As CEO and one of three co-founders of upstart NeuroGate, Hrishikesh Suresh currently is completing his final year as a medical student at McMaster University in Hamilton, Ontario and plans to pursue a six-year residency in neurosurgery. But since the age of 12, he has had a passion for computer coding and, as a result, contributed to the company’s software development, which aims to capture motion data as a method to diagnose neurodegenerative diseases. In this interview with BioTuesdays, Mr. Suresh, who plans to continue with his neurosurgical residency and remain active in developing NeuroGate, discusses his enthusiasm for merging neuroscience and surgery with machine learning and artificial intelligence.
Let’s begin with a brief history of the company.
I met our co-founders, Declan Goncalves and Zeqi Cui, at a hackathon at Harvard, where we discussed developing an application to incorporate hand motion data with a diagnosis of Huntington’s disease, a progressive degeneration of nerve cells in the brain that usually results in movement, cognitive and psychiatric disorders. The proof-of-concept application was so well received that we began to think about applying the capture of motion data to the diagnosis of other degenerative diseases. That led us to set up NeuroGate in October 2016.
Can you give us an overview of the technology?
Neurodegenerative diseases damage parts of the brain that control motion and result in characteristic abnormalities that can be observed in the way people walk. And each disease causes a different abnormality. What our technology does is capture motion information from 26 joints in the body. We have our own algorithms that process that motion data, sending it into a neural network, where it is analyzed into a diagnosis of a degenerative disease.
What does the system consist of?
We have a Kinect sensor, which is used essentially as a camera on a tripod, that’s hooked up to a laptop computer, running our software. The sensor watches a person walk and captures the motion data. All the analysis is done in about 15 seconds, which compares with months of waiting for a referral to a neurologist. The system also has the potential to look for symptoms of several diseases at once, with only a single test.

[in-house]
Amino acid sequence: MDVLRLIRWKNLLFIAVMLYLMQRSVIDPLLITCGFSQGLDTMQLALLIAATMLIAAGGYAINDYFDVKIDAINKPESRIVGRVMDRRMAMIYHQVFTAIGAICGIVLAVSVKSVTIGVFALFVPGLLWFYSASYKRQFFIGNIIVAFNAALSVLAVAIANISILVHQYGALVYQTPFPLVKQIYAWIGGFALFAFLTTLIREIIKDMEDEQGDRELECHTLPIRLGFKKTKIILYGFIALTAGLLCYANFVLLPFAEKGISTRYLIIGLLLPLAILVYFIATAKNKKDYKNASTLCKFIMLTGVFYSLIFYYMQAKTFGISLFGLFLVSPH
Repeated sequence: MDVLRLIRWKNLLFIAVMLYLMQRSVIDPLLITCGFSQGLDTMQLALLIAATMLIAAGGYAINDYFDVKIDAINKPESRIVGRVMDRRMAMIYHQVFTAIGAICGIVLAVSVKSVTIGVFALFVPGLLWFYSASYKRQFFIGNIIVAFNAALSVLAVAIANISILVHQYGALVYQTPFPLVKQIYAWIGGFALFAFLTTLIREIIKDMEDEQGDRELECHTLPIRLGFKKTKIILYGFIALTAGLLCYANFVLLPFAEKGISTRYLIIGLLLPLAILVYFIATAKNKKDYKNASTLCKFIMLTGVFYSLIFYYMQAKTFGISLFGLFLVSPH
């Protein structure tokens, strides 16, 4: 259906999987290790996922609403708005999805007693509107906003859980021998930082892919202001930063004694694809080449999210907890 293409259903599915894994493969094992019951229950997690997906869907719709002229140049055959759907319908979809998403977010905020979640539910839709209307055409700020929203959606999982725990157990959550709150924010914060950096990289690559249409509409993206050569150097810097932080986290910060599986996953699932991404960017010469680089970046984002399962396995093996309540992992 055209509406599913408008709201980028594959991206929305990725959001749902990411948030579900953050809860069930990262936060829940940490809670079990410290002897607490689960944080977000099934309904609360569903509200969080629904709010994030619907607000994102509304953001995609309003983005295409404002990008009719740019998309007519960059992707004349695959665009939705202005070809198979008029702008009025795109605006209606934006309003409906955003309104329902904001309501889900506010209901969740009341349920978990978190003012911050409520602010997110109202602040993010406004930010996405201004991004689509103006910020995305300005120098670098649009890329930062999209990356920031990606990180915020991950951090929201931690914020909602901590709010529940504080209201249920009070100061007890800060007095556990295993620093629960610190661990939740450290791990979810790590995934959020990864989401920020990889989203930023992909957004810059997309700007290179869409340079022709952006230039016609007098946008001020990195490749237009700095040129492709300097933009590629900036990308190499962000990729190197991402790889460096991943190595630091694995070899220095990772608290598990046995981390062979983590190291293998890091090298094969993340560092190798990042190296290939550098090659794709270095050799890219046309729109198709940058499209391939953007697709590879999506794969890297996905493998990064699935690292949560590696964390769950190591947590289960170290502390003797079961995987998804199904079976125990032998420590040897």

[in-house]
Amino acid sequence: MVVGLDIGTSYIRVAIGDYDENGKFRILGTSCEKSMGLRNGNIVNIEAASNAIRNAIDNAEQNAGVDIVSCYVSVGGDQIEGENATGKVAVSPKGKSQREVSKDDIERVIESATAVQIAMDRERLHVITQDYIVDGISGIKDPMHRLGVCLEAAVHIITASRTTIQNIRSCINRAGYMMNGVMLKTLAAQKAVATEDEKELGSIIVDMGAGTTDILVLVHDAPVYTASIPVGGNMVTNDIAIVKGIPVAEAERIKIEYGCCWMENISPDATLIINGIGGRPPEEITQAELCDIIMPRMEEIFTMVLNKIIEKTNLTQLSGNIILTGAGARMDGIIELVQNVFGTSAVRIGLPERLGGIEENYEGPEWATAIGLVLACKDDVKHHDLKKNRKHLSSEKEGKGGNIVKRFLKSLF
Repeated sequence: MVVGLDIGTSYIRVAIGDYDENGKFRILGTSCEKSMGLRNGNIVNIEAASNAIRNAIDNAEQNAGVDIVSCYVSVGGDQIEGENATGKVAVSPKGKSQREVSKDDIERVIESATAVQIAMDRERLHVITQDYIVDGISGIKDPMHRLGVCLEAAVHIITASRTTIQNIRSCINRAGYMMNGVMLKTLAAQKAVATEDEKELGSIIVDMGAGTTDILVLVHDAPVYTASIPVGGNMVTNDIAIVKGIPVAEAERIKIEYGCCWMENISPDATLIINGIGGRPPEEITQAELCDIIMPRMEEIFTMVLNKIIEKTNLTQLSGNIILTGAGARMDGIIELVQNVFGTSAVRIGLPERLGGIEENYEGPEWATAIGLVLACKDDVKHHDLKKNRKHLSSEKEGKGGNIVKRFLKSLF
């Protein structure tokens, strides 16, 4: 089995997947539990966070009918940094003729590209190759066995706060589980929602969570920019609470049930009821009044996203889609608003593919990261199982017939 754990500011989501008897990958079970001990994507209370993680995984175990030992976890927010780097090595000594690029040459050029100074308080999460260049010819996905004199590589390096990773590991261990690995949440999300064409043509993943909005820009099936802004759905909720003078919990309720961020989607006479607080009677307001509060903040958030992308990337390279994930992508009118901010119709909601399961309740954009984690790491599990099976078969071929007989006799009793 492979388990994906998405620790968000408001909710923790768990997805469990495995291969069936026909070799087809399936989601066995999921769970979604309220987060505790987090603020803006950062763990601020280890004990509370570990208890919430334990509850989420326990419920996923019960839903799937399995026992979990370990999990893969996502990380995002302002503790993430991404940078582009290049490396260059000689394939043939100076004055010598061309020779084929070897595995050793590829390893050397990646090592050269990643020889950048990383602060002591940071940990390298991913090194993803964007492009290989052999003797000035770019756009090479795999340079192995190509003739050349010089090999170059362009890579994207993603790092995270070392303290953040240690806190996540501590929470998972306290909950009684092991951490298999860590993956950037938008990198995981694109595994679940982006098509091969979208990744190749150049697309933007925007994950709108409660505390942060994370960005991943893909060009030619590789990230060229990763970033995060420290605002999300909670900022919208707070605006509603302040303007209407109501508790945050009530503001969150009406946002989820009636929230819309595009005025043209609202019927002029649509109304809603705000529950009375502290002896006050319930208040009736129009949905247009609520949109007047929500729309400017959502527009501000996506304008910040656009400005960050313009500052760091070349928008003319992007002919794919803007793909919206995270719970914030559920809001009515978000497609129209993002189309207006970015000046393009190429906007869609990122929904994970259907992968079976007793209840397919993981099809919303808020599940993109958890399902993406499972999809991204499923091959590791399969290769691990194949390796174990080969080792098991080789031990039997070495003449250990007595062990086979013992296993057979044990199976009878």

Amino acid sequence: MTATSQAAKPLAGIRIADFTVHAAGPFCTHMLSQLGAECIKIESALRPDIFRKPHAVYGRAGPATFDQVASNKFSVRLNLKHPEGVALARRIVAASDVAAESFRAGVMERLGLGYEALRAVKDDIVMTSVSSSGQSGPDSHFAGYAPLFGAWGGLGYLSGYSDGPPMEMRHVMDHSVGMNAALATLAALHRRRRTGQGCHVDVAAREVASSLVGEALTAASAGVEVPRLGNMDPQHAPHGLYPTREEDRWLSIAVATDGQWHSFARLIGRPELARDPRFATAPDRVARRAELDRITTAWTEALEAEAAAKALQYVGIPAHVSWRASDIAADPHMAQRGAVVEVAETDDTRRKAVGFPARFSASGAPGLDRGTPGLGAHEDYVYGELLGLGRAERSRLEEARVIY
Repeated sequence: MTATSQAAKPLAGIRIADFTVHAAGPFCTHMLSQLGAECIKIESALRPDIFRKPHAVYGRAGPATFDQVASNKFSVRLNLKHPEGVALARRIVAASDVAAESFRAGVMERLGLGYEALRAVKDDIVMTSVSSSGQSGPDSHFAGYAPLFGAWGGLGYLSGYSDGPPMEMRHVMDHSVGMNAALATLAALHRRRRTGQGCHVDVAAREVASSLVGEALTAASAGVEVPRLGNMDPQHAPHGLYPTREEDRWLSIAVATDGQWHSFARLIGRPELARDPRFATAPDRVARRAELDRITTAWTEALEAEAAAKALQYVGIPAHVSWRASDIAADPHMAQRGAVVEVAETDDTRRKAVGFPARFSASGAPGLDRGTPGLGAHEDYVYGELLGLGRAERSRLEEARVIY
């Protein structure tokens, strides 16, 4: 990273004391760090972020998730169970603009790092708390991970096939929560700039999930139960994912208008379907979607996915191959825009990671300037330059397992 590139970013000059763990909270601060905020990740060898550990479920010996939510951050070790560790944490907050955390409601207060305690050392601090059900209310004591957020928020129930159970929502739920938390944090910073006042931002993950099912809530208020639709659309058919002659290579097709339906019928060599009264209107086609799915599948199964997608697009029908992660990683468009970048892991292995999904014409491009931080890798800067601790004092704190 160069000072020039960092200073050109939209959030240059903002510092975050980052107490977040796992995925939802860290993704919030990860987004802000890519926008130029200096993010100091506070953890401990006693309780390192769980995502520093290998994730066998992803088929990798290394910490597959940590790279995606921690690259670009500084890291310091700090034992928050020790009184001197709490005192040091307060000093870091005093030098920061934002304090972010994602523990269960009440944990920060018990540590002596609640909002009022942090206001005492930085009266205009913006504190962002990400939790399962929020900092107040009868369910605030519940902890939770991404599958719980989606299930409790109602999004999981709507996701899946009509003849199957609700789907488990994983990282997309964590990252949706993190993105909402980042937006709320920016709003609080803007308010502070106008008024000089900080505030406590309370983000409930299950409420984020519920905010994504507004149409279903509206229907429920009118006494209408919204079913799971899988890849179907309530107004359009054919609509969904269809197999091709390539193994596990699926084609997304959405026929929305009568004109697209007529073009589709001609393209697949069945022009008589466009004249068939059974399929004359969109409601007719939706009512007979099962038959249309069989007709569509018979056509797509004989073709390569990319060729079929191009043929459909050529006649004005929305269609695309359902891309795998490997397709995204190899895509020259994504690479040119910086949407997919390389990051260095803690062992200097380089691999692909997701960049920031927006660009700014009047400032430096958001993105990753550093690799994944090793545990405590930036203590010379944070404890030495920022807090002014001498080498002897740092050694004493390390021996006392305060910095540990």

What’s your focus currently?
We’re trying to differentiate between various neurodegenerative diseases, with our current focus on Parkinson’s disease, Parkinson’s-plus syndrome and Huntington’s disease. In essence, we’re leveraging the power of machine learning to measure the impact of a neurodegenerative disease on gait. We also capture various aspects of posture that give us even more data.
Where does the technology go from there?
We are also planning to move from a tripod based capture system to something much more mobile. This is on our roadmap already. And there are other neurodegenerative disease we intend to investigate, such as ALS and MS. And then we hope to expand beyond neurodegenerative diseases and pursue diagnosis of any physical problems that lead to abnormality of motion. General motion-capture and analysis is our goal.
What are some of the clinical and regulatory hurdles ahead?
We have established the proof-of-concept of the NeuroGate system. Since this is a non-invasive procedure, it should require minimal regulatory approval as a medical device. But to be established in a clinical setting, we will need published data that can validate the accuracy of our system. We will be collecting that data over the next few months. At the same time, we’re making some changes that will enhance the system’s accuracy.
Have you had any feedback from the medical community?
Doctors are very interested in a solution that can more easily clarify the diagnostic process of a neurodegenerative disease. We have a range of doctors that already have expressed an interest in installing this in their practice when we go to market and others that are following our progress. We are also at the point of beginning to look for avenues of funding to accelerate our development and get to market.
Do you have the outline of a business model?
We expect our business model will involve the sale of hardware and software-as-a-service. We haven’t priced the system as yet but it will not cost doctors thousands of dollars a month.
When do you expect to be on the market?
Our current timeline is early-to mid-2019, which will allow us to finish development and publish research to validate the technology. Our system is applicable to both the U.S. and Canada because both heath care systems share a general lack of neurologists.